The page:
QUARTET by Ron Harwood

QUARTET had a sell-out season in London's West End in 1999 and was nominated for a New Comedy Olivier Award in the same year. The setting is a home for retired opera singers where Cissy, Reggie and Wilf (all in their 70s) are living out their lives now with more aches, pains and regrets than curtain calls. In spite of this, their motto is “NSP” – “No Self Pity”. Cissy listens to her old opera recordings. She has grown a bit senile, often thinking that someone is either leaving for or returning from Karachi. Reggie spends time writing his autobiography and raging against a nurse in the home who will not give him marmalade for breakfast. Wilf, a little in love with Cissy, thinks mostly about sex, wishing he were the man he used to be.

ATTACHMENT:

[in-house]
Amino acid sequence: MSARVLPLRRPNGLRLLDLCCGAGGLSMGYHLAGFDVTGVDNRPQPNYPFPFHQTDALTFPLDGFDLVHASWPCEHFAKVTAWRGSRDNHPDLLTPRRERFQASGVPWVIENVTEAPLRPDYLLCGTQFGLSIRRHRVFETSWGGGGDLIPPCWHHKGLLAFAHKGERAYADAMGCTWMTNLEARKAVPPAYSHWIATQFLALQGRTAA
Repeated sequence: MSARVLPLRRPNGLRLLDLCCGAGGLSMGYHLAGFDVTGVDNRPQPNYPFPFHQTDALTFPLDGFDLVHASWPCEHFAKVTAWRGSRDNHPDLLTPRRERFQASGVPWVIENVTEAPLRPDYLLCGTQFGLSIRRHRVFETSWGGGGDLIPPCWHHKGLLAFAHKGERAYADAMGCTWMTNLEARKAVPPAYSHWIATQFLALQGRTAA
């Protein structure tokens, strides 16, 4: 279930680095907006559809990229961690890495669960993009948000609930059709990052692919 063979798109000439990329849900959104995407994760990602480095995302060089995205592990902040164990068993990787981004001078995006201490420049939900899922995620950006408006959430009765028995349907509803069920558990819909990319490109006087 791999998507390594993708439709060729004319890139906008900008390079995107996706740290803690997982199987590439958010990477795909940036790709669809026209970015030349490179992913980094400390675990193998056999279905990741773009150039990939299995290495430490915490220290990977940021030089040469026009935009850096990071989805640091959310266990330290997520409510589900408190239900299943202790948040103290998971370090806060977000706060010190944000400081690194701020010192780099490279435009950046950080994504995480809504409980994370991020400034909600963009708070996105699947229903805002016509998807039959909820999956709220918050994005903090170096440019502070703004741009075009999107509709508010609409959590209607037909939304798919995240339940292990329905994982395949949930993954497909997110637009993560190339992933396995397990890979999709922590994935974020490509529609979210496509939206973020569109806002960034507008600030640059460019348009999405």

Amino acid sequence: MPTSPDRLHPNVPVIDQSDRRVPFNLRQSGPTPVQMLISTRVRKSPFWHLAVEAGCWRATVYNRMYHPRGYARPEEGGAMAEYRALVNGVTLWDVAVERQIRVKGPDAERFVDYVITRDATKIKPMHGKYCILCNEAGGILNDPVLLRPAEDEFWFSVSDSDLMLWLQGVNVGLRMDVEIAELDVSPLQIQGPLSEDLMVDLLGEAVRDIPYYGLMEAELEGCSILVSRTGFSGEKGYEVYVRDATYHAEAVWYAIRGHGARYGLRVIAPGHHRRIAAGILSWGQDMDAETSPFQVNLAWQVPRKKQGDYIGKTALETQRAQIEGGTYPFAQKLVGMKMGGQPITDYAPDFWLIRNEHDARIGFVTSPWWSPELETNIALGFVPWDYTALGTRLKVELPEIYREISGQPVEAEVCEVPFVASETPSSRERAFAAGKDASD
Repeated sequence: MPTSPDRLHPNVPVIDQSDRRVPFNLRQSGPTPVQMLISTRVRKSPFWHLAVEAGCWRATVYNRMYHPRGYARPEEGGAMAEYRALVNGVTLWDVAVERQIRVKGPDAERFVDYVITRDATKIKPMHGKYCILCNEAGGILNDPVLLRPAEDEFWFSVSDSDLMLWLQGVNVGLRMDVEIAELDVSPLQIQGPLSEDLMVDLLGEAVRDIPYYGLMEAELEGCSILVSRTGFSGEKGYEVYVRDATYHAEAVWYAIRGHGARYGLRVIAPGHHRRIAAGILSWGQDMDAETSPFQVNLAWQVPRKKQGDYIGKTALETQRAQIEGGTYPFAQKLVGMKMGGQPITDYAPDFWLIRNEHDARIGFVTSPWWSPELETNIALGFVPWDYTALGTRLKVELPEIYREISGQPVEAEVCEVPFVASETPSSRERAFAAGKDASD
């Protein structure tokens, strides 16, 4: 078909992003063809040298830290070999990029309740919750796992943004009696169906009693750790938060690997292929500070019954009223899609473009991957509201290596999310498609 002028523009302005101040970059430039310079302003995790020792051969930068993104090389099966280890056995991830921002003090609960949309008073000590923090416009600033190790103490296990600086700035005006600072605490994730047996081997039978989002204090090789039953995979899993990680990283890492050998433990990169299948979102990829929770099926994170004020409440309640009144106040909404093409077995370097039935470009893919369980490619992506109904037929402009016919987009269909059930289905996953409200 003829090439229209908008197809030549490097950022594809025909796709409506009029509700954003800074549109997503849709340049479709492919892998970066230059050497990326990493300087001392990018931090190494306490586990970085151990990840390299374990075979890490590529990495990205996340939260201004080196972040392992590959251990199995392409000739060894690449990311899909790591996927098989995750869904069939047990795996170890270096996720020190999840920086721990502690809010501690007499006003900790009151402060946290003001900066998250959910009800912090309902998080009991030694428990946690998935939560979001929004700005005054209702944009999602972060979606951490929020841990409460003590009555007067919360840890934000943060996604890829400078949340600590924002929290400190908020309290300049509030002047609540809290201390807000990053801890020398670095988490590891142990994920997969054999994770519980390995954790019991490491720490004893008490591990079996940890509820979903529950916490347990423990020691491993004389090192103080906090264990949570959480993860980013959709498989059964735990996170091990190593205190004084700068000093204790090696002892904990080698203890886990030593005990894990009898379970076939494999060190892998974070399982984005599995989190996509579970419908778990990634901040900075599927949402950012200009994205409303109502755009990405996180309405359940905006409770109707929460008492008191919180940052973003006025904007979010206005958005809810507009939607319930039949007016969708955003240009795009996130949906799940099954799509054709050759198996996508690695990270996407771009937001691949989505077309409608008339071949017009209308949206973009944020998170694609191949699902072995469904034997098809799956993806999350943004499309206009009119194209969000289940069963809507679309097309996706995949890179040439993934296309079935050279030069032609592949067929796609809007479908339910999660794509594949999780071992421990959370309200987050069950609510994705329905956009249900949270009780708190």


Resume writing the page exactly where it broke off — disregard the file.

As the play opens, plans are in motion to celebrate the birthday of Giuseppe Verdi with a gala concert for which all the residents have been asked to perform something. Cissy, Reggie and Wilf are trying to decide what they will sing when a newcomer takes up residence in the home. It is Jean, a former colleague and star of the opera world who was married briefly (nine hours, to be exact) to Reggie. Her arrival sparks old jealousies and painful memories. It also gives the four of them the opportunity to reprise their former stage triumph – the famous quartet from Verdi’s RIGOLETTO – for the gala concert! But Jean, a diva embittered by her reduced status, refuses to be humiliated in public by trying to sing again. Can they change her mind? More to the point, are they still able to raise their voices in song? The play ends with a musical twist that celebrates the triumph of life and art over old age and bitterness. The moving finale is an affirmation that life is to be lived to the full.   


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